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Ways of Seeing: It’s civilization’s price of admission

Sitting in a laundromat in Denmark is remarkably like being in one in Middlebury. After a week of travelling, it was our day for relaxing and getting clean clothes. I looked up from my book and watched the tumbling laundry in the front-load machine begin to slow. Something was pasted on the inside of the window. Approaching the now stilled machine, I realized it was money. Stuck to the window were a couple of paper bills of Canadian currency.
I opened the door and proceeded to pull out the wet clothes, and, as I did, several more bills were revealed: some Canadian and some U.S. Laughing, I exclaimed to my family as each bill was extracted, adding them up. I thought I had collected all this astonishing treasure, but later, as I removed those same clothes from the dryer, several more bills tumbled out.
While the denominations were not large, there was something about the experience that felt like I was getting manna from heaven. A Danish man who seemed to have little understanding of our English chatter looked on with amazement, surely wishing he had put his laundry into the machines I had chosen. In reality, of course, I had not stumbled into some magical money machine. Rather, it was my own money, stuffed into a pants pocket and forgotten after we were no longer in either Canada or the U.S., and now so perfectly laundered.
This is not, however, a story about money laundering, except in the most literal sense. Rather, it is more akin to a magician’s sleight of hand — or perhaps a politician’s sleight of hand. Consider a tax alteration bill that ostensibly is “showering” you with savings. Oh, my! The standard deduction has doubled! Oh, my! The federal government is no longer helping the state with a wide variety of necessary programs: roads and bridges, health insurance, education! Oh, no!
It was difficult not to feel that my “found” money was some sort of bonus, even though I knew exactly where it came from. My watching family, while aware of the money’s actual source, and surely that fellow observing us, could easily have been persuaded to believe in the largesse provided me by the laundromat. With any of us so simply enticed by the illusion of something for nothing, how susceptible are we, as a population, to tax “reform” schemes? It is, quite simply, the old bait-and-switch game of the carnival huckster.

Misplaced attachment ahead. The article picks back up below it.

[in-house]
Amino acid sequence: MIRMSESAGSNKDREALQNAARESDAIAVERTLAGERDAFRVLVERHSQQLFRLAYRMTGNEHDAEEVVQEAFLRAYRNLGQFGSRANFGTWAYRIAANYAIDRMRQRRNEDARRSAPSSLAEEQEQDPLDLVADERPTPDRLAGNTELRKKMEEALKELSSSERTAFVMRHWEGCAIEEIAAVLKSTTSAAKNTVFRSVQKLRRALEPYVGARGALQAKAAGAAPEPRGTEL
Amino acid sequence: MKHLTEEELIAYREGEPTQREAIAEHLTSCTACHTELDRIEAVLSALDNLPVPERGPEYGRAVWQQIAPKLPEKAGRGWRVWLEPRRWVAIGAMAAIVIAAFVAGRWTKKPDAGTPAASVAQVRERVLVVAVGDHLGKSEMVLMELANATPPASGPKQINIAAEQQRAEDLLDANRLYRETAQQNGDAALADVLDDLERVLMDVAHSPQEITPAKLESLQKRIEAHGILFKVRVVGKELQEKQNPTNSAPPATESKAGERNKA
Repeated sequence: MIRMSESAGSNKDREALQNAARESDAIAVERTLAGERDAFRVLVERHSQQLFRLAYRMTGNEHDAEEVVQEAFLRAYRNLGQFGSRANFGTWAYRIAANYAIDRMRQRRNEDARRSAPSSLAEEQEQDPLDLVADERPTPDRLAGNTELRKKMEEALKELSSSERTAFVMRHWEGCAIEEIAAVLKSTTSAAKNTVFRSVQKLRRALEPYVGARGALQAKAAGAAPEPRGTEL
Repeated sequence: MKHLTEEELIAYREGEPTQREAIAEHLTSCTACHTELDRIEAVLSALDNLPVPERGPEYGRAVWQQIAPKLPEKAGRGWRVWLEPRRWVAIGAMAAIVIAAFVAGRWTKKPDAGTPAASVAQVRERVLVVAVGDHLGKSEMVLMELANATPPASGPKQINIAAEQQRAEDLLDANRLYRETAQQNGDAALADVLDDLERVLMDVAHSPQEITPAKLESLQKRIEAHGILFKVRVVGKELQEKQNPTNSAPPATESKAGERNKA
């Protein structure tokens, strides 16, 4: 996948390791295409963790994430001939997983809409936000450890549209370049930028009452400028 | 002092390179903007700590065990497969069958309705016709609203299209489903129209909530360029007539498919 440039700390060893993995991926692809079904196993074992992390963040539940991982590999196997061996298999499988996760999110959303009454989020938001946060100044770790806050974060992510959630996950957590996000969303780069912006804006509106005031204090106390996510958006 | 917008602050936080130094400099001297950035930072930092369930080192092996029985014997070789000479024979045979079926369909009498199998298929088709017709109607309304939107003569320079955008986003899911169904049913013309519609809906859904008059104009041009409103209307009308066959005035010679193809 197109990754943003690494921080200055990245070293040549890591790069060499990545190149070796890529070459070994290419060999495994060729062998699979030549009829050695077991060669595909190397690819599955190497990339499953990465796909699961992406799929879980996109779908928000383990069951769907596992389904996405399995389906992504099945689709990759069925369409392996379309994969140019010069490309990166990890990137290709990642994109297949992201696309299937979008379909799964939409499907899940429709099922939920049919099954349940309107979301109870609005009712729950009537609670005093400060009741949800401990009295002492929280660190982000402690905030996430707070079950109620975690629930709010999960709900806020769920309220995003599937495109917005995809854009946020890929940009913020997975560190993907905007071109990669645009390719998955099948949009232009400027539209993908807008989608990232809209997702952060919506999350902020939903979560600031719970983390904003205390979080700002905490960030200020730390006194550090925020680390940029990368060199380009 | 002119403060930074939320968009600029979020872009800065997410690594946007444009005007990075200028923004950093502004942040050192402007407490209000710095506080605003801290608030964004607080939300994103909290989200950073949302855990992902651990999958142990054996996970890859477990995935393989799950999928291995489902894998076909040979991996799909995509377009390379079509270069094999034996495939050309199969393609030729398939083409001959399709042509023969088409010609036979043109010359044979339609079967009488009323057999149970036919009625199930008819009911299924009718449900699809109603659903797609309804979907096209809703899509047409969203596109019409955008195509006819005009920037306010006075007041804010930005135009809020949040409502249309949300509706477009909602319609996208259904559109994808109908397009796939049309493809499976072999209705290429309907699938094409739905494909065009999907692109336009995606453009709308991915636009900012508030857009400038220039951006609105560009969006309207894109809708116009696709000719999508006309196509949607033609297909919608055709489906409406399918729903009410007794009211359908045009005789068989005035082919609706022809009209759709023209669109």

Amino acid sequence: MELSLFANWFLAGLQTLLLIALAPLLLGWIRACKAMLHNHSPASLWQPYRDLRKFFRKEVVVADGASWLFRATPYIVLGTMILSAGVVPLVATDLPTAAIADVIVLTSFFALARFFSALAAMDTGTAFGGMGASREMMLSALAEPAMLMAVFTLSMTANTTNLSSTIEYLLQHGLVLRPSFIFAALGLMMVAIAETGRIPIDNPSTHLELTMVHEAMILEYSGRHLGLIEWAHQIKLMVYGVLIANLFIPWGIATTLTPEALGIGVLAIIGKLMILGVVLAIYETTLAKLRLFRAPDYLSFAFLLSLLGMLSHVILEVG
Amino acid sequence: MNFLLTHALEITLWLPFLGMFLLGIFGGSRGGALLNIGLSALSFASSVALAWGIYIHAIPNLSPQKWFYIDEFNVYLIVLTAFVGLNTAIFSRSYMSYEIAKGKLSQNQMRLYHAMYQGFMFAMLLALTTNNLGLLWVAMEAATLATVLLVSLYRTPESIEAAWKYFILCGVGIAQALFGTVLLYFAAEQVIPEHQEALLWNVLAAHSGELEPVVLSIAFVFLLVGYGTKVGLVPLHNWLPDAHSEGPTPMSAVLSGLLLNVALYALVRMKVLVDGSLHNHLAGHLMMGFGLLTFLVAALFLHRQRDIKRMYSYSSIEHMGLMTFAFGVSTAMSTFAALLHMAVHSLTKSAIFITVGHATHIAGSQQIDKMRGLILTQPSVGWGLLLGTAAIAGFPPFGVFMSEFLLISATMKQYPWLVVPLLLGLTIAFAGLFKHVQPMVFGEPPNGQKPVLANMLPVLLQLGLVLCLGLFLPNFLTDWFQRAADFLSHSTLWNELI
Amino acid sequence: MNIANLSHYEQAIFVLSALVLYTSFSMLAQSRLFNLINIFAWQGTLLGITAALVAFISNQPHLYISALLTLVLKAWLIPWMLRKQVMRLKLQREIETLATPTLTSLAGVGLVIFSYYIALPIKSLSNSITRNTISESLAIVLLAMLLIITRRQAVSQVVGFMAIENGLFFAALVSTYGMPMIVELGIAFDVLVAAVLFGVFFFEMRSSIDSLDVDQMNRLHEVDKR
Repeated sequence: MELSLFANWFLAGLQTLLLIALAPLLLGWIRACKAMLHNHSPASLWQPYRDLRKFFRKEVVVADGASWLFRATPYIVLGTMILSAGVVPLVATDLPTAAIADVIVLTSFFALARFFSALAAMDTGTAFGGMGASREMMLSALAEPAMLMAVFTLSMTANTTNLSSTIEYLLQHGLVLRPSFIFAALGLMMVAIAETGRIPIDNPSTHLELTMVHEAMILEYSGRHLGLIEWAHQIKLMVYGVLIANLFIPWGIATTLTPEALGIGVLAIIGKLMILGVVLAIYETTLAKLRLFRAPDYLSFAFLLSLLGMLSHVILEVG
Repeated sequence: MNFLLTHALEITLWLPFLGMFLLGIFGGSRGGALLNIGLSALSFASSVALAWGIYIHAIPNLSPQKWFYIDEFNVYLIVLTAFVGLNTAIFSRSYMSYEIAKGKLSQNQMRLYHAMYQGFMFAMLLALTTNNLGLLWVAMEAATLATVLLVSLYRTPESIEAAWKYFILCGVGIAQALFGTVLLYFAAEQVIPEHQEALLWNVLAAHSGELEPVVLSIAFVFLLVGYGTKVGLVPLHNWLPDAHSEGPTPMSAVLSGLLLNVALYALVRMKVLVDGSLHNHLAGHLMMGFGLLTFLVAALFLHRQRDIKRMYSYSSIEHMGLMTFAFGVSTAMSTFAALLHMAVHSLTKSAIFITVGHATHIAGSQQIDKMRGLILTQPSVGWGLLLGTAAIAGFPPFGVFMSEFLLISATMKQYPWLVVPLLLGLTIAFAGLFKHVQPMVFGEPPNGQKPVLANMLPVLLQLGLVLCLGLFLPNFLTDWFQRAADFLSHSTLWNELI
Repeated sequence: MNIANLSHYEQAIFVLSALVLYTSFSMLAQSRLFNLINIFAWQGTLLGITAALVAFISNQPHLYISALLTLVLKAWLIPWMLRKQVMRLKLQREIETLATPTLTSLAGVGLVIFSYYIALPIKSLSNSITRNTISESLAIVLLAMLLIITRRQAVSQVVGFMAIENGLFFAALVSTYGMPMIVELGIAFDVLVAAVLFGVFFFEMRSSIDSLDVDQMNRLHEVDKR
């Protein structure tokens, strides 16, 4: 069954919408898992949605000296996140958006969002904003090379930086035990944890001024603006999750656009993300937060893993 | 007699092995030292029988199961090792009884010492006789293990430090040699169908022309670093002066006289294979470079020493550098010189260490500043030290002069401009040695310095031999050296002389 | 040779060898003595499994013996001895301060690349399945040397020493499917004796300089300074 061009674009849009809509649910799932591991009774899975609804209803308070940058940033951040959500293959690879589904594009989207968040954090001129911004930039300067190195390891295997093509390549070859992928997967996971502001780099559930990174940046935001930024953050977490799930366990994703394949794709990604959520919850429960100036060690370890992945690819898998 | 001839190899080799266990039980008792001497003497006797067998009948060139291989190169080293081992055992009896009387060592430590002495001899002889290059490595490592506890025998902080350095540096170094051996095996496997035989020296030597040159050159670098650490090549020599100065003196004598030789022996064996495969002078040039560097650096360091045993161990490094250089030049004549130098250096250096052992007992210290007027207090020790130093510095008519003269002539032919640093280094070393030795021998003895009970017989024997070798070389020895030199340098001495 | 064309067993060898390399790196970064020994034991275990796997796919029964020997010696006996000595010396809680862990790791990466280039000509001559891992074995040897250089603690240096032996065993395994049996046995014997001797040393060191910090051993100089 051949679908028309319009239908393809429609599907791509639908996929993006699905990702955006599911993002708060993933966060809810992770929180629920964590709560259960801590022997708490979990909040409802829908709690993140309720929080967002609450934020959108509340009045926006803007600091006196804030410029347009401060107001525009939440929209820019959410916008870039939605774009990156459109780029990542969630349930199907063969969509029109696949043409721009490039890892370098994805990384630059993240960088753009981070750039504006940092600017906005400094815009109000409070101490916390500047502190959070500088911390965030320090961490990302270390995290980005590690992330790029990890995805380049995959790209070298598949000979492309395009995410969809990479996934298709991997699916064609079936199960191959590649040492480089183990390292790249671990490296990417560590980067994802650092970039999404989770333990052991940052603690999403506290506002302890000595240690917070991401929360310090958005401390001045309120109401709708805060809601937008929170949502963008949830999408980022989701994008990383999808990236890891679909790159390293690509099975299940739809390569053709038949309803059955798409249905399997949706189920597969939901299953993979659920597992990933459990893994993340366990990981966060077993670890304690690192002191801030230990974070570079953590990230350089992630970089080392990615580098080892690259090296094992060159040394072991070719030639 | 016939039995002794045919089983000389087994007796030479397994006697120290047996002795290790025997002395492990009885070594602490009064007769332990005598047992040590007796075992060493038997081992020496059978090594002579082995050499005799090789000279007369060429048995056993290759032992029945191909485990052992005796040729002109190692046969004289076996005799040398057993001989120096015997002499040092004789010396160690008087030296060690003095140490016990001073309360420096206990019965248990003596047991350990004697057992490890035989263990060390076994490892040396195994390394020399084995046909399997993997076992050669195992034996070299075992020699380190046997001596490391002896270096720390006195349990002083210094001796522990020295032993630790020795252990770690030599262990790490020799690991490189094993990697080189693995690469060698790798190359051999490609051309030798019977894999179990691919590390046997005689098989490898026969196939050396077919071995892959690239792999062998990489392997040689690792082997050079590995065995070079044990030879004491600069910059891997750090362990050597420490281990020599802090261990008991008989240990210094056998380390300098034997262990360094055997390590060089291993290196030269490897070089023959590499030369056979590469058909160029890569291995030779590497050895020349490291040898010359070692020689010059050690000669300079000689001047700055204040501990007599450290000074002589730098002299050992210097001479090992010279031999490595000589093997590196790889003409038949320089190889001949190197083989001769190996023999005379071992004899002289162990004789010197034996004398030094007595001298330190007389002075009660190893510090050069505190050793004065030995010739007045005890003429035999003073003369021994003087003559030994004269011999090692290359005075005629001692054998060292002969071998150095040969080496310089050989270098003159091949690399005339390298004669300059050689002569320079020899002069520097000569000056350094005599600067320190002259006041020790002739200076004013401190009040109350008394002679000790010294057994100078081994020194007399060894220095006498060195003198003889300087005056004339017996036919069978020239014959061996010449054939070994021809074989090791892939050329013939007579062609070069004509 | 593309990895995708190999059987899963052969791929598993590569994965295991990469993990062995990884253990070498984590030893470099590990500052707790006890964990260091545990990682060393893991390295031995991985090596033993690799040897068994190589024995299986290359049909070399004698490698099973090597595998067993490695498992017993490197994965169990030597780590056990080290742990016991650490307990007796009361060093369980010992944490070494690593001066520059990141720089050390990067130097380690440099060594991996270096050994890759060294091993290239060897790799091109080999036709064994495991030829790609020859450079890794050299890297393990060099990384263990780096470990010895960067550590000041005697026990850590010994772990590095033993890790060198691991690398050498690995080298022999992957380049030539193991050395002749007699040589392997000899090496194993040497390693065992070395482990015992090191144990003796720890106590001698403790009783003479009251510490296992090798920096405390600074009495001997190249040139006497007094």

I no more rejoice at paying my taxes than in paying any other bill, but I appreciate that tax bill for what it is: the way we pay for our communities, our society, our environment — whether in the sense of roads, personal liberty, clean air and water, or National Parks. Taxes are neither gifts nor burdens, but the price of admission to our civilization. Yes, it’s true that some people lack the funds, but helping them is also the price of admission. How well we care for those in need is, indeed, a measure of our civilization and a component of our own harmony.
Almost anyone thrills at the thought of “free” money. Some people inherit their money, possibly attributing it to their own cleverness or worthiness. They may grow it, save it, give it away, or squander it, but it is only theirs by an accident of birth — because someone else stuffed it into their pockets. Some people win the lottery, but even that money did not come from magic. It came from the wallets of millions of other people who bought lottery tickets and did not win.
Most of us get our money by our work, even as we may dream of having it fall out of the sky. I think for us, for humans, money represents a basic sense of security. It is the ability to have food, shelter, health care, and maybe a few extra pleasures.
Sometimes the pull becomes too strong. The amassing of wealth or power takes us far from that basic security to a place of greed. When people use the word entitlement negatively, what they really should be talking about is the sense that you richly deserve more than others. Entitled actually means it is due you. Maybe it is due you because you already paid for it (like Social Security), or maybe it is because we, as a society, should see to it that people do not starve, do not freeze, can receive healthcare, and have a chance for an education. It goes back to our country’s Declaration of Independence: the right to life, liberty, and the pursuit of happiness.
I wrote a few months ago about how Denmark is one of the happiest countries. This is not because of free money at the laundromat. It is, at least in part, because people pay their fair share in taxes, leading to more universal social services and far more income equality. It is not money falling from the sky, but the sense of an equally shared responsibility for all in our community: a few dollars of security in everyone’s pockets.
Laurie Cox is a retired school counselor and long-time Ripton selectboard member. Besides occasional writing, she sings with Maiden Vermont, pursues art, takes long hikes with her dog(s) and seasonally gardens. She also is about to become more actively involved in things political, environmental, and just.

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